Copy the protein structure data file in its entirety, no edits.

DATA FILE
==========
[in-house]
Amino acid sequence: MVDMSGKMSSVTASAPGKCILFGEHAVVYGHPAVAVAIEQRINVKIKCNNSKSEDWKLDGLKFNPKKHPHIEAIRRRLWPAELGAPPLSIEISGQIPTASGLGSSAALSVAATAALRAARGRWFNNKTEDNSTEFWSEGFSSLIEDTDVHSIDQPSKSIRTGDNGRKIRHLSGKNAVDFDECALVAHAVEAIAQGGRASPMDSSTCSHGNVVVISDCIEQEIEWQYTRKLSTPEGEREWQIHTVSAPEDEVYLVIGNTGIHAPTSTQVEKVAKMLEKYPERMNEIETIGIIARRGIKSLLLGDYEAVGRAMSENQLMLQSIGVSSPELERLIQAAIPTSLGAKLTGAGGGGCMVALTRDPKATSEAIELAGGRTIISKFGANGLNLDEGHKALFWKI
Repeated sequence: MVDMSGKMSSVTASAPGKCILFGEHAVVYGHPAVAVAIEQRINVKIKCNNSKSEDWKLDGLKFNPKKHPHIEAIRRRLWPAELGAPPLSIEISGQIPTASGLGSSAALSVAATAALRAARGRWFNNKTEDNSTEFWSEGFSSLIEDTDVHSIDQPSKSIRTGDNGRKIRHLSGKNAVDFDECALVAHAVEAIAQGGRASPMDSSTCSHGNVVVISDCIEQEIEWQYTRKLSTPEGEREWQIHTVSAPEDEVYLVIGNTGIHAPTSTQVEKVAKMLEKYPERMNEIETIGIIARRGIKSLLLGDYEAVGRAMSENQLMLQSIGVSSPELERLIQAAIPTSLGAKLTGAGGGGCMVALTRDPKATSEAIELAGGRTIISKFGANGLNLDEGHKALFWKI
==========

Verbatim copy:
[in-house]
Amino acid sequence: MVDMSGKMSSVTASAPGKCILFGEHAVVYGHPAVAVAIEQRINVKIKCNNSKSEDWKLDGLKFNPKKHPHIEAIRRRLWPAELGAPPLSIEISGQIPTASGLGSSAALSVAATAALRAARGRWFNNKTEDNSTEFWSEGFSSLIEDTDVHSIDQPSKSIRTGDNGRKIRHLSGKNAVDFDECALVAHAVEAIAQGGRASPMDSSTCSHGNVVVISDCIEQEIEWQYTRKLSTPEGEREWQIHTVSAPEDEVYLVIGNTGIHAPTSTQVEKVAKMLEKYPERMNEIETIGIIARRGIKSLLLGDYEAVGRAMSENQLMLQSIGVSSPELERLIQAAIPTSLGAKLTGAGGGGCMVALTRDPKATSEAIELAGGRTIISKFGANGLNLDEGHKALFWKI
Repeated sequence: MVDMSGKMSSVTASAPGKCILFGEHAVVYGHPAVAVAIEQRINVKIKCNNSKSEDWKLDGLKFNPKKHPHIEAIRRRLWPAELGAPPLSIEISGQIPTASGLGSSAALSVAATAALRAARGRWFNNKTEDNSTEFWSEGFSSLIEDTDVHSIDQPSKSIRTGDNGRKIRHLSGKNAVDFDECALVAHAVEAIAQGGRASPMDSSTCSHGNVVVISDCIEQEIEWQYTRKLSTPEGEREWQIHTVSAPEDEVYLVIGNTGIHAPTSTQVEKVAKMLEKYPERMNEIETIGIIARRGIKSLLLGDYEAVGRAMSENQLMLQSIGVSSPELERLIQAAIPTSLGAKLTGAGGGGCMVALTRDPKATSEAIELAGGRTIISKFGANGLNLDEGHKALFWKI